British Journal of Rheumatology 1993;32:550-555 ASSOCIATION OF IN VITRO IMMUNE FUNCTIONS WITH THE SEVERITY OF THE DISEASE IN RHEUMATOID ARTHRITIS

Abstract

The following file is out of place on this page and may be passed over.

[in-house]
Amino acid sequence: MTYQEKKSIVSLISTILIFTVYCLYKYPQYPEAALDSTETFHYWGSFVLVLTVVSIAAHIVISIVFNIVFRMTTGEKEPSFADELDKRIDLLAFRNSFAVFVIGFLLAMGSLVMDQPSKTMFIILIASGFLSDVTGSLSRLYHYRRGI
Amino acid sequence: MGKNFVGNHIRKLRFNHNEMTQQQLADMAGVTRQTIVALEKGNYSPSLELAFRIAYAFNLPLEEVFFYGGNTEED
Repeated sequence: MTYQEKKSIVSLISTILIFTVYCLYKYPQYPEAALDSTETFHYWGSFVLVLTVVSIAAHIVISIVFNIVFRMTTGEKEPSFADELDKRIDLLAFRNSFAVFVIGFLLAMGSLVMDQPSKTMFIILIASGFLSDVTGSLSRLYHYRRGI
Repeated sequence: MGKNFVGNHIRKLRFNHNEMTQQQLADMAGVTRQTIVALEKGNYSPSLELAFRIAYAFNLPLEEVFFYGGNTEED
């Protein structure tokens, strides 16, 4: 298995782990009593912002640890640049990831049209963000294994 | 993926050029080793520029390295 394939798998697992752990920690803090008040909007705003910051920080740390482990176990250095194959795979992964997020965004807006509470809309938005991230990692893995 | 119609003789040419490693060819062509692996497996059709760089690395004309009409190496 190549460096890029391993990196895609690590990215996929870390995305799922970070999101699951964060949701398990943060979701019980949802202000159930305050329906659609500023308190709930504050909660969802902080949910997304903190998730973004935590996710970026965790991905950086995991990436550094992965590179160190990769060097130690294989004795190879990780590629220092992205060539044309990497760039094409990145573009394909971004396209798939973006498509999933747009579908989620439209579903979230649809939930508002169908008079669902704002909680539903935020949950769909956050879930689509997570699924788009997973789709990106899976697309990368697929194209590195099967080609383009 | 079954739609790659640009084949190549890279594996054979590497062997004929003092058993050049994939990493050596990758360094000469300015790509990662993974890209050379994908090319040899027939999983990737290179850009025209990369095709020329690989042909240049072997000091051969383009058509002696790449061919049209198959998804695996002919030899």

The production of immunoglobulins in vitro by lymphocytes from rheumatoid patients has been earlier shown to be defec-tive. This report describes a 2-year follow up study which shows that this defect is associated with the severity of RA. Poke-weed mitogen and Staphylococcus aureus Cowan I were used to stimulate in vitro immunoglobulin production by lymphocytes from patients with recent onset RA, and the relationshp of responses to clinical characteristics were studied. Impaired polyclonal IgM synthesis, already detectable at the onset of disease, associated with joint destructions observed after a 2-year follow up period. Further, phytohaemagglutinin-induced interleukin-2 (IL-2) release by the cells of patients with erosive disease was found to be reduced compared to cells from patients without eroded joints. The results indicate that altered immune functions—manifested as decreased production of IgM and IL-2—in RA are involved in the pro-gression of the disease and affect the outcome of patients and, thus, represent an unfavourable prognostic feature. KEY WORDS: Rheumatoid arthritis, In vitro Ig synthesis, Joint destruction, Interleukin-2, Association with unfavourable prognosis. RHEUMATOID arthritis (RA) is a chronic inflammatory disease in which hyper-responsiveness of the humoral immune system is evidenced by the production of rheu-matoid factors and the frequent occurrence of hyper

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